freely on this latter point, as on others, when cornered 
by either party, but there is abundant evidence that 
they permitted the original settlement of the French. 
In a council at Fort Frontenac in 1720, the Indian 
spokesman said that " Father Ononthio (who is Mr. 
de Vaudreuil) and their uncle Sononchiez (who is the 
Sieur de Joncaire) were the masters of their land, and 
that the Indians consented not only to the building of 
the House of Niagara but also engaged themselves to 
maintain it, and if the English should undertake to de- 
molish it they must first take up the hatchet against the 
Cabanes of the two villages of the Sennekas." When 



Lawrence Clawsen counselled with the Senecas in the 
same year the "Sachims & Young Captains say'd that 
the French had built the House at Ocjagera without 
asking any of them leave and desire that their brother 
Corlaer may do this endeavour to have y° said House de-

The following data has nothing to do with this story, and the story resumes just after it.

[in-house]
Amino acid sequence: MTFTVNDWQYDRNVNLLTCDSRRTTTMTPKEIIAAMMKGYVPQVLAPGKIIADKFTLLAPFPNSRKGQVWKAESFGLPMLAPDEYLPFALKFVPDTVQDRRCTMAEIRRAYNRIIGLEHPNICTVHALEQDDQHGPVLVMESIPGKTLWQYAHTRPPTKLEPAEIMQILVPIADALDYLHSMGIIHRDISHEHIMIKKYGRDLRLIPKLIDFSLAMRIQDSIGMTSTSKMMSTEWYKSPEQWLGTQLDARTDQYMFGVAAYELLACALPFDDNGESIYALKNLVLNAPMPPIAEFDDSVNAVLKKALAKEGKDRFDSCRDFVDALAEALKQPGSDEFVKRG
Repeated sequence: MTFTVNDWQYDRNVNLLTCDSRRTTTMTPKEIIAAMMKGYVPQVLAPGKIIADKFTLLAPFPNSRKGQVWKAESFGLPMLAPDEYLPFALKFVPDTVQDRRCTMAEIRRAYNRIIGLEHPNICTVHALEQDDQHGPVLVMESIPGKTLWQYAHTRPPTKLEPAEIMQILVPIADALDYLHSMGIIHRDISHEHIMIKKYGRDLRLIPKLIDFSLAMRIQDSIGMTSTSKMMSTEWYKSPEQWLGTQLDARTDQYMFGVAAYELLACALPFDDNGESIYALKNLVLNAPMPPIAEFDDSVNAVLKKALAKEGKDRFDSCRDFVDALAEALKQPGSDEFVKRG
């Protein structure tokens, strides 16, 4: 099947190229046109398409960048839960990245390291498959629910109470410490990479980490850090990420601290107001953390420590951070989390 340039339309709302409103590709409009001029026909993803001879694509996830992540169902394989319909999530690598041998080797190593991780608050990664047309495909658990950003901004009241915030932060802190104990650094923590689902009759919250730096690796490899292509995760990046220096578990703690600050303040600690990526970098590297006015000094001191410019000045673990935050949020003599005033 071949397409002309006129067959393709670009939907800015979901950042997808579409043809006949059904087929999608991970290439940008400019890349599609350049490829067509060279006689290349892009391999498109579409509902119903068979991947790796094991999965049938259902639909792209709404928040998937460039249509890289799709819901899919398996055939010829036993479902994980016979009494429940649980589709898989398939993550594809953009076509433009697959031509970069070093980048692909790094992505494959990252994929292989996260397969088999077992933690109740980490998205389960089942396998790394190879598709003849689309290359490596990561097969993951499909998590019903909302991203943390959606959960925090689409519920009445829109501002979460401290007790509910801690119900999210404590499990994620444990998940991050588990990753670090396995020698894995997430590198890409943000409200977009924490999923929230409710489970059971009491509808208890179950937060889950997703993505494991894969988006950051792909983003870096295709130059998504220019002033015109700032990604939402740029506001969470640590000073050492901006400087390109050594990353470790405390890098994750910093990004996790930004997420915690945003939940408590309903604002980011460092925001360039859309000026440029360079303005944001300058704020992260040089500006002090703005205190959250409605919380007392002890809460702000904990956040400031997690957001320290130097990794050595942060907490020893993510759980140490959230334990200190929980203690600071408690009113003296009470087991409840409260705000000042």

molisht that they may preserve their Lands and Hunting 
or to write to the Governor of Canada that he may order 
his people to do it." Lieutenant Governors Colden and 
Clarke admitted that the French establishment was au- 
thorized by the Iroquois, the former in the following 
words: " After the peace of Utrecht the French changed, 
their measures. They took every method in their power 
to gain the Friendship of the Five Nations & succeeded 
so far with the Senekas who are by far the most nume- 
rous & at the greatest distance from us, that they 
were entirely brought over to the French interest. The